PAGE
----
HotjarHaving the requisite analytics and tracking in place (like Google Analytics), is really important. But often this data alone does not provide you with all the answers you need. That’s why Hotjar’s heat-mapping software is an important addition to your analytics stack. Hotjar allows you to visualise your users’ behaviour on your site, including where they scroll and move and what they click – often the strongest indicators of visitor motivation and desire. Understanding what content on your site your users engage with and actually care about, stops the guesswork and can directly improve your site’s performance but might also inform your content strategy more broadly.
ZendeskCustomer support – or, to use up to date enterprise vernacular – customer success, has gone from being somewhat of an afterthought to being a business’s front line of defence. As such, you must possess an arsenal of weaponry to be a contender. Zendesk offers a full suite of support apps that allow you to manage, track, analyse and of course respond to all your customer communications in one comprehensive interface. Since their price packages accommodate all business sizes, you get a cost-efficient tool without compromising on quality, which is why we’re all over it. All your inbound customer queries from every channel can be received and assigned to different user profiles, allowing you to distribute workload and develop an efficient workflow. Complete with a knowledge base, community forum, ticketing, live chat and call centre, this is a tool you’d be wise to invest in from the get-go. Once you start scaling you’ve got a host of upgrade options, including web SDK, chatbots, CSAT surveys and more, so you can really get on top of the customer experience.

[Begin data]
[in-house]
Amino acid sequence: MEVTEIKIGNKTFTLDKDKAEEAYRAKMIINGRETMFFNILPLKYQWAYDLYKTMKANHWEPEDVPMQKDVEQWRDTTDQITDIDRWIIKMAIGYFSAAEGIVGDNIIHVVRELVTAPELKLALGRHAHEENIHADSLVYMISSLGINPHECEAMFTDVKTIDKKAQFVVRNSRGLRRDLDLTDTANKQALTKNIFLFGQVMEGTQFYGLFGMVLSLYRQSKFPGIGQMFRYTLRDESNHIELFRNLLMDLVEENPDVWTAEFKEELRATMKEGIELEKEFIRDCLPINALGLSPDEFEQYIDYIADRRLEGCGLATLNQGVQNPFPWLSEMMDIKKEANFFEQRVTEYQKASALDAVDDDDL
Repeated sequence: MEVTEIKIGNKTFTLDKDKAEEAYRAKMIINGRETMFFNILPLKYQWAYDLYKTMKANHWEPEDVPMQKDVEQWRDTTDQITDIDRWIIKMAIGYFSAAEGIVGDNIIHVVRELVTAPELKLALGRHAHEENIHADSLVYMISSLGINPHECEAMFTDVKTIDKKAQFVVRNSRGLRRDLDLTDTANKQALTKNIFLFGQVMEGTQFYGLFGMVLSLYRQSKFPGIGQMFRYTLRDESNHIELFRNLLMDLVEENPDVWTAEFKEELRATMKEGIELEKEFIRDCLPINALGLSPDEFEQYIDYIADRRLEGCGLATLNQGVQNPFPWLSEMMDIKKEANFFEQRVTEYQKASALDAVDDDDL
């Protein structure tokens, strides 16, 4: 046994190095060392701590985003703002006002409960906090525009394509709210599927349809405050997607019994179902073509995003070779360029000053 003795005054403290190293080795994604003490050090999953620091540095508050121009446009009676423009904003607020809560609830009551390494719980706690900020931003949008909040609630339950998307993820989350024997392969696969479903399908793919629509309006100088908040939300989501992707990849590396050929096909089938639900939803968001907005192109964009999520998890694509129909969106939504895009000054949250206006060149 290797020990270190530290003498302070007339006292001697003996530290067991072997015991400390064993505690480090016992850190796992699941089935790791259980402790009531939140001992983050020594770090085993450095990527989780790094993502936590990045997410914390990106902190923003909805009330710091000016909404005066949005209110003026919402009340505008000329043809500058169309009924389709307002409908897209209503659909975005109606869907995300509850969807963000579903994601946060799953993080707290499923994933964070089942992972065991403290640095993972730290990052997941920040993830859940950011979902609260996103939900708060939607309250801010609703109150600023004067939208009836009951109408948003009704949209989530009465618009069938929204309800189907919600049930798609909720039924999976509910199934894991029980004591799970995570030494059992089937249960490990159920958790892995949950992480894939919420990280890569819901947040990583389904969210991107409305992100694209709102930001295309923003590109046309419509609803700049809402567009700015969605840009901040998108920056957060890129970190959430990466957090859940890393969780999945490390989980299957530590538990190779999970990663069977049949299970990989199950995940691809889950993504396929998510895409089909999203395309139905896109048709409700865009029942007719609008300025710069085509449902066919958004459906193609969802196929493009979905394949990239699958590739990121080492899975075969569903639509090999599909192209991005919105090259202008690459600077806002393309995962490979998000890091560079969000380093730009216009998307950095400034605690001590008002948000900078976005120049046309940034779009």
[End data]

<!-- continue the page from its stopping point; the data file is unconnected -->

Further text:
Mapping the road ahead
Whatever social purpose runs deep in your businesses DNA needs to be projected out into the world. Ideas that change peoples lives or environment for the better need to be sung from the proverbial rooftops. These days that equates to branding, your tone, your image, your communications, and a strong narrative. At Knowgood we make it our business to steer yours towards success through our range of digital marketing services. If you’re looking for actionable strategies that will deliver results, get in touch for a chat.